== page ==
Sentient in San Francisco – 18 April 2019

Contemporary British Art – Christos Tsimaris: Part I of II.

Below – “distortion”; “reflection”; “hybrid”; “a film star.”

A Poem for Today

“The Cranes, Texas January”
by Mark Sanders

I call my wife outdoors to have her listen,
to turn her ears upward, beyond the cloud-veiled
sky where the moon dances thin light,
to tell her, “Don’t hear the cars on the freeway—

it’s not the truck-rumble. It is and is not
the sirens.” She stands there, on deck
a rocking boat, wanting to please the captain
who would have her hear the inaudible.

Her eyes, so blue the day sky is envious,
fix blackly on me, her mouth poised on question
like a stone. But, she hears, after all.
January on the Gulf,
warm wind washing over us,
we stand chilled in the winter of those voices.


Contemporary British Art – Christos Tsimaris: Part II of II.

Below – “her story”; “Max with Charlie”; “kaz”; “bulls.”


Musings in Spring: Rachel Carson

“A rainy day is the perfect time for a walk in the woods.”

Contemporary Danish Art – Per Anders

Below – “Baywatch”; “Let’s Harvest Some Gold”; “Living at the Bay”; “Nordic Light”; “Pinot Noir.”


A Poem for Today

“Portraits”
by Mark Irwin

Mother came to visit today. We
hadn’t seen each other in years. Why didn’t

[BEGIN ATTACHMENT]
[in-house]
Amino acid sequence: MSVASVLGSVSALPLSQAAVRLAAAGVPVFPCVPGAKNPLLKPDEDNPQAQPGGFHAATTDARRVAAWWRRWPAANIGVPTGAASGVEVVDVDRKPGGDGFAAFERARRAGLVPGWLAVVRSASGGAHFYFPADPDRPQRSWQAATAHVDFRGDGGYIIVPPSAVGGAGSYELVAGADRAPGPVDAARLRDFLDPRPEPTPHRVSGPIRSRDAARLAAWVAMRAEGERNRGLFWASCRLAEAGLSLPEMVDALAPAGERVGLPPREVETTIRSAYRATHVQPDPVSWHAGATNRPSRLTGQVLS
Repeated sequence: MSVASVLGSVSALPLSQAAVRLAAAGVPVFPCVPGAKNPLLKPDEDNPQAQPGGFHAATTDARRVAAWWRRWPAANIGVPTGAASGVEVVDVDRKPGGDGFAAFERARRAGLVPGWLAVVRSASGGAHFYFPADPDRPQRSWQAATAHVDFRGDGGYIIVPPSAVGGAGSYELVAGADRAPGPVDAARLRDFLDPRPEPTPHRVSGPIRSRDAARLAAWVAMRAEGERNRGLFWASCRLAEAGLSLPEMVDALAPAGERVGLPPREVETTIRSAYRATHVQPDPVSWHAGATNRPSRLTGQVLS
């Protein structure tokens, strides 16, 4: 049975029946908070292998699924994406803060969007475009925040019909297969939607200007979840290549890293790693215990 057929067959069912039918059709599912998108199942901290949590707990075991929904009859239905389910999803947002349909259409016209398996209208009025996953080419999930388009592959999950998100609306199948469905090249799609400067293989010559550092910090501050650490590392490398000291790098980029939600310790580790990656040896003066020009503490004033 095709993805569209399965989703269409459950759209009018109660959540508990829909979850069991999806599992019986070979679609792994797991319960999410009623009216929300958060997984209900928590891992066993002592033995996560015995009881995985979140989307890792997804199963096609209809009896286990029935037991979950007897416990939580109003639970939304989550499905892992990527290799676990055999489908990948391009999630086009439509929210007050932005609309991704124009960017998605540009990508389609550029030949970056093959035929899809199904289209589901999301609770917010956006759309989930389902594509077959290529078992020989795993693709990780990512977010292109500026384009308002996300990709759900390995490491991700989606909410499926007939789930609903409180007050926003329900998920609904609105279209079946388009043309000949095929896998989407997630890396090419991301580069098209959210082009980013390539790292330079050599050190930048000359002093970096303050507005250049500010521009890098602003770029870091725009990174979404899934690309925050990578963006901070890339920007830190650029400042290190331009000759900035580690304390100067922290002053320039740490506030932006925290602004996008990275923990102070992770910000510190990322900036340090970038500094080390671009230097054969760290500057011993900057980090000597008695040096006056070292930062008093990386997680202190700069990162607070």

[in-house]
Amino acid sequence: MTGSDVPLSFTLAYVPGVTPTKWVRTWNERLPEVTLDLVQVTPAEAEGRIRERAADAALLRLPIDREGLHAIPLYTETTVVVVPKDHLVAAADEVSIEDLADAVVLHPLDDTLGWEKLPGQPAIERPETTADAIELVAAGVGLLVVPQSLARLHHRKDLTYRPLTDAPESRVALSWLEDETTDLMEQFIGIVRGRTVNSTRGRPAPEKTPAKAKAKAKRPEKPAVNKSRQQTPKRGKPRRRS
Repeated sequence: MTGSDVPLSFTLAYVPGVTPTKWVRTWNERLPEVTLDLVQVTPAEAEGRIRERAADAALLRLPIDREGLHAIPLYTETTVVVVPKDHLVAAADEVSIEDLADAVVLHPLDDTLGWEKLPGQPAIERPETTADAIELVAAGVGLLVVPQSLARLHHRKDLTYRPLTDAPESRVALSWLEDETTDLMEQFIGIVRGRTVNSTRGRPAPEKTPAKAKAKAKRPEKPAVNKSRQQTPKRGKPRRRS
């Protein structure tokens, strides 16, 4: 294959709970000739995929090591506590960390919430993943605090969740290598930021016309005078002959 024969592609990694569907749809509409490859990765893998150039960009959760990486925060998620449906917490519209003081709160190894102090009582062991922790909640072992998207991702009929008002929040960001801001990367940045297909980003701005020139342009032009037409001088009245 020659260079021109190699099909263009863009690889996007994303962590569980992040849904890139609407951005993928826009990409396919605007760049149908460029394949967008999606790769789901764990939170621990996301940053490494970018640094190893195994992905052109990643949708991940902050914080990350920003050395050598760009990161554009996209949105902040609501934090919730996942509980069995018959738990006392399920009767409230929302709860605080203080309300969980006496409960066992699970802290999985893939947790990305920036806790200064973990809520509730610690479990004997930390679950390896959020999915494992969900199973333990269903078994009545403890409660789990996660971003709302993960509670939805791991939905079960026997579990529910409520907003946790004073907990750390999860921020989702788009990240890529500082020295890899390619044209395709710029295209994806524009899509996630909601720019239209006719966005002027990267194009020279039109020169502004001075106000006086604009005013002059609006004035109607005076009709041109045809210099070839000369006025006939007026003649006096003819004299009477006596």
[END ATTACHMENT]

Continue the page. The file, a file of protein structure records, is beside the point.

you call? I asked. Your windows are filthy, she said. I know,
I know. It’s from the dust and rain. She stood outside.
I stood in, and we cleaned each one that way, staring into each other’s eyes,
rubbing the white towel over our faces, rubbing
away hours, years. This is what it was like
when you were inside me, she said. What? I asked,
though I understood. Afterwards, indoors, she smelled like snow
melting. Holding hands we stood by the picture window,
gazing into the December sun, watching the pines in flame.


Contemporary British Art – Michael Alford

Below – “Victorian Gothic 4”; “Mare Nostrum 2”; “Nude/on White 5”; “Cannaregio, Late Evening”; “Seated Nude/Crimson & Turquoise Fabric 1”; “Law Courts/Winter Evening.”

This Date in Literary History: Born 18 April 1915 – Joy Davidman, an American poet and author.

“Endymion: I Had Prayed to the Distant Goddess”
by Joy Davidman

I had prayed to the distant goddess all that while,
With the mad wish that Deity would bend,
Stoop to the level of a human love.
And that clear distant silver would not heed
Desire, imperious in its rule of me,
But rode the night down with her pack of stars.

And I knew that I dared the undefied,
That this most magic of the mysteries
Was not as fireflies to catch and crush,
Nor even as the mocking light that lures
A vain pursuit, but was beyond pursuit,
A far-seen vision, throned upon a cloud.

Then the moon answered and came down to me.
Oh — I had lain for many nights and sighed
Because she was no nearer, though I knew
The moon was brighter for the distance. Now
She has come down, the years’ dream has come true.
A silver shadow floating above my head,
The cold white moon dissolving in the air,
And dripping liquid silver through the pines,
Till it surrounded me in silver dew,
All of the brightness soft within my arms.

Yet she was magic, high above the pines,
Being divine and unattainable,
And white-serene, while I looked up at her.

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